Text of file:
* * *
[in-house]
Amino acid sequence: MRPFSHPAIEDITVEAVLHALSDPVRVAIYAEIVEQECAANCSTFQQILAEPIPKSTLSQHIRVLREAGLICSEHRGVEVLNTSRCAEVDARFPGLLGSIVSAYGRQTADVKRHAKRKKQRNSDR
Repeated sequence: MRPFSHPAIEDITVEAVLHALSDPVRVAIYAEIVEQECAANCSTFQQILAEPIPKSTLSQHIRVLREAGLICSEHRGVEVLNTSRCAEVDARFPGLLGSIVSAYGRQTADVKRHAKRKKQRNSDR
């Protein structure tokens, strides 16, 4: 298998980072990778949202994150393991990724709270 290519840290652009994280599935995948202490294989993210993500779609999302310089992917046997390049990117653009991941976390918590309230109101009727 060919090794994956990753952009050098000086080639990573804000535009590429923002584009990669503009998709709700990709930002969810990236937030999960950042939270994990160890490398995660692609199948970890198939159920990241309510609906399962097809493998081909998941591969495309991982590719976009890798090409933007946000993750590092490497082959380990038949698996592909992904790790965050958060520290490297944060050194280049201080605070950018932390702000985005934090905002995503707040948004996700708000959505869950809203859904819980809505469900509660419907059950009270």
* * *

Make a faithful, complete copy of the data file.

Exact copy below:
[in-house]
Amino acid sequence: MRPFSHPAIEDITVEAVLHALSDPVRVAIYAEIVEQECAANCSTFQQILAEPIPKSTLSQHIRVLREAGLICSEHRGVEVLNTSRCAEVDARFPGLLGSIVSAYGRQTADVKRHAKRKKQRNSDR
Repeated sequence: MRPFSHPAIEDITVEAVLHALSDPVRVAIYAEIVEQECAANCSTFQQILAEPIPKSTLSQHIRVLREAGLICSEHRGVEVLNTSRCAEVDARFPGLLGSIVSAYGRQTADVKRHAKRKKQRNSDR
């Protein structure tokens, strides 16, 4: 298998980072990778949202994150393991990724709270 290519840290652009994280599935995948202490294989993210993500779609999302310089992917046997390049990117653009991941976390918590309230109101009727 060919090794994956990753952009050098000086080639990573804000535009590429923002584009990669503009998709709700990709930002969810990236937030999960950042939270994990160890490398995660692609199948970890198939159920990241309510609906399962097809493998081909998941591969495309991982590719976009890798090409933007946000993750590092490497082959380990038949698996592909992904790790965050958060520290490297944060050194280049201080605070950018932390702000985005934090905002995503707040948004996700708000959505869950809203859904819980809505469900509660419907059950009270």